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The property and casualty sector has suffered steep and unambiguous losses in recent years – better resource management could be the solution the industry is looking for. Brian Nordyke and Jonathan Schwartz are featured in this Property Casualty 360 article looking at how better resource management could help property casualty insurers.
While most sectors of American insurance have recently experienced minor to moderate volatility, property and casualty has suffered steep and unambiguous losses, prompting industry leaders to reevaluate their business models.
P&C underwriting losses ballooned to $26.9 billion in 2022, according to Verisk. That’s the largest underwriting loss the industry has seen since 2011. Even with instability in Eastern Europe, inflation and supply chain bottlenecks, this falloff in revenue was sharper than analysts had predicted; more than six times the $3.8 billion underwriting loss in 2021. Unwriting losses also were reflected by a decline in net income — shrinking from $62.1 billion in 2021 to $41.2 billion in 2022.
It’s tempting for P&C insurers to react reflexively to these losses by reducing labor costs. However, this approach is often the wrong one to take, resulting in loss of talent, slowing down an organization’s growth potential once risk profiles change and macroeconomic conditions improve.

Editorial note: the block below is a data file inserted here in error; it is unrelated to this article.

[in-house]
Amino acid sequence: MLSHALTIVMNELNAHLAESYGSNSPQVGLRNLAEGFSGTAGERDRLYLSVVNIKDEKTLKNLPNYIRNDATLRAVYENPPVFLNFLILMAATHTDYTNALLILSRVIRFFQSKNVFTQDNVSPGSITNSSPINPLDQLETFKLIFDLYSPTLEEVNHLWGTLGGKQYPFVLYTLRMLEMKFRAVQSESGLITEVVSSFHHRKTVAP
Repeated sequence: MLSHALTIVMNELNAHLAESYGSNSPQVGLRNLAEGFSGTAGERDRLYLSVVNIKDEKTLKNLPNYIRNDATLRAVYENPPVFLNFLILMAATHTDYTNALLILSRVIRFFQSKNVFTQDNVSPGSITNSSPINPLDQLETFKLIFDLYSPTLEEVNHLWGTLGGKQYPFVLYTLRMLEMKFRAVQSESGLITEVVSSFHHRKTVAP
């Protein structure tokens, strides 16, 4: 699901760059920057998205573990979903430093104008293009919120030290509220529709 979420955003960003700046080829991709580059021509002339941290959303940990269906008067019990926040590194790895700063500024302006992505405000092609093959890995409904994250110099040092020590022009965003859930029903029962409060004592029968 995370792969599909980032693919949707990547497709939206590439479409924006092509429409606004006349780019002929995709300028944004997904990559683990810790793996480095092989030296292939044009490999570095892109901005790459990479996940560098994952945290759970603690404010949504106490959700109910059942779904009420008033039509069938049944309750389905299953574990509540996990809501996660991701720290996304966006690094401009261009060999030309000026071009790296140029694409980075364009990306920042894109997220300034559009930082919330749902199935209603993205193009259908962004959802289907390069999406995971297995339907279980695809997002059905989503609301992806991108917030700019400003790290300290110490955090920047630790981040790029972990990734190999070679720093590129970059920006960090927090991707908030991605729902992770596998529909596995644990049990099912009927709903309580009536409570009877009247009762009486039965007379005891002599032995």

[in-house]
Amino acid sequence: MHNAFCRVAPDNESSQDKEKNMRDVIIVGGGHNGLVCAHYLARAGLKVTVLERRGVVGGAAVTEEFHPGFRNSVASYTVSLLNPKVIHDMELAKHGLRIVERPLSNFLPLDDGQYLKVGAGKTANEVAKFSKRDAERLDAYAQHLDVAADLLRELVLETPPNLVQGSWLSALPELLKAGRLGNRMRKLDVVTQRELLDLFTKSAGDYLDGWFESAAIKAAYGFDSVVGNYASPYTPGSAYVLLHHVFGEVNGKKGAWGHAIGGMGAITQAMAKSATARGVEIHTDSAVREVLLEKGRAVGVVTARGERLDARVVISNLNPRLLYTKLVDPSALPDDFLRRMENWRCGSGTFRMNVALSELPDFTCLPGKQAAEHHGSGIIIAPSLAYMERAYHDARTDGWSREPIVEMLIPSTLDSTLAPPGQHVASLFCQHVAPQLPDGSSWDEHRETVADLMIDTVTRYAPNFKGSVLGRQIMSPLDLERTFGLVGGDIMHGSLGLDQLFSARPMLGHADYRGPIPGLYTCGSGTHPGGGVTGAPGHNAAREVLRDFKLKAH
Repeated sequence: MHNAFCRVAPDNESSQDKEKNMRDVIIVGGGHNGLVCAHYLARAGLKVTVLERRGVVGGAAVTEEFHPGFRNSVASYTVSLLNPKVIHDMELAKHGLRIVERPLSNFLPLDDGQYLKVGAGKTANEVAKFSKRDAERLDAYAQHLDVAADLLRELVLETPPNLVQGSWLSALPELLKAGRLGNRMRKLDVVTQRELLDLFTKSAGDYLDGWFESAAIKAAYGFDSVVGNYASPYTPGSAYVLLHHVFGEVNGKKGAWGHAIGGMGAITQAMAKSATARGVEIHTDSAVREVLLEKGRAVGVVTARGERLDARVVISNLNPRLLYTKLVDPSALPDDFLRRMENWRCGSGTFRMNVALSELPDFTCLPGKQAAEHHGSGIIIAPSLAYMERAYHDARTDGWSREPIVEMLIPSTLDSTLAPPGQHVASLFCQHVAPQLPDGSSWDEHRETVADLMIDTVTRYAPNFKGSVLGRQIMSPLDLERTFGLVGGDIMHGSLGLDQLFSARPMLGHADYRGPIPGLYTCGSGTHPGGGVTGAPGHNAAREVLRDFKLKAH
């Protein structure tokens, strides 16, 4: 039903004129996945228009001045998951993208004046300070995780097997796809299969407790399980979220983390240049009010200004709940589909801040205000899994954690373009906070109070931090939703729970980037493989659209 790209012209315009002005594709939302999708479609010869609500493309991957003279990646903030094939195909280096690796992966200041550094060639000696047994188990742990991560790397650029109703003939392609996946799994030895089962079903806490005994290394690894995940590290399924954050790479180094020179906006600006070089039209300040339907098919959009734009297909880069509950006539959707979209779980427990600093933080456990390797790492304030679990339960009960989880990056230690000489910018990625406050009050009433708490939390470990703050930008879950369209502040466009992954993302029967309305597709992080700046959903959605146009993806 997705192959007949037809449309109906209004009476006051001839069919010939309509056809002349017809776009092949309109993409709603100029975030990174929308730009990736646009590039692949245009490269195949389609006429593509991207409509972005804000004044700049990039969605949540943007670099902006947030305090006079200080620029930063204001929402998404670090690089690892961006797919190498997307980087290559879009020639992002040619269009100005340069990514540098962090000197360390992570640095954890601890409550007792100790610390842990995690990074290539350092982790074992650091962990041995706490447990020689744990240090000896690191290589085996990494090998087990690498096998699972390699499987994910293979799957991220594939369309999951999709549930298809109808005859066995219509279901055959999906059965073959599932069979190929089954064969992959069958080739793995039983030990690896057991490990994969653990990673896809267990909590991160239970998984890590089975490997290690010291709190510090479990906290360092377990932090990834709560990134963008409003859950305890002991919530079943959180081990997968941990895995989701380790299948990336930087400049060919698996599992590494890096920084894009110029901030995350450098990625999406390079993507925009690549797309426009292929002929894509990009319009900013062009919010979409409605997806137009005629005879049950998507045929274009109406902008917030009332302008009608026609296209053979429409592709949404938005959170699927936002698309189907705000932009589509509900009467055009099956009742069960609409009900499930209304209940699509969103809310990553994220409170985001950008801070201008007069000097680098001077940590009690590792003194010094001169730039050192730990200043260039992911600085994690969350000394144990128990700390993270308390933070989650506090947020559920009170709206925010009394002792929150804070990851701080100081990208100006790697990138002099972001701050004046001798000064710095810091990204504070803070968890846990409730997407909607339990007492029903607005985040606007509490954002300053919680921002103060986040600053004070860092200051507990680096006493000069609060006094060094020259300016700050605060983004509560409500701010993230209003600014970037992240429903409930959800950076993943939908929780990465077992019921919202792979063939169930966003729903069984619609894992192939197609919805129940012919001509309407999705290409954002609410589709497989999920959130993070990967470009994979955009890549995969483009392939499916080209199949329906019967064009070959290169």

Instead, as part of a broader strategy to control costs, they should consider an alternative approach to labor that will improve how they deploy their labor force, increase efficiency and future-proof their organizations. This can be achieved by improving how their internal resources are allocated.
Resource Management Smarts
Poor resource management is not unique to P&C companies. Before getting into P&C specifics, let’s ground our conversation in a recent survey of 39 companies, conducted by the Resource Management Institute (RMI). Their study concluded that there are divisions of resource management ripe for big gains in efficiency. In RMI’s third survey, they concluded that forecasting and capacity planning, along with developing a skills inventory, continue to be areas that can be improved on. Governance was another area where significant upgrades could be made.
Another survey by RMI, designed to better understand how effectively corporations are managing their human resources, looked into factors that prevent the efficient use of resource management tools. They found that 54% of organizations have no access to real-time project KPIs, and nearly 35% of project managers formulate resource plans using Excel. Moreover, 77% of survey respondents had not yet put in place resource management software, which would provide a way to generate “what if” scenarios.
Many of those surveyed expressed distrust and frustration with their current state of digital resource management tools. While this all sounds a bit technical, what it boils down to is, even if companies had such digital tools, they weren’t necessarily getting the most out of them.
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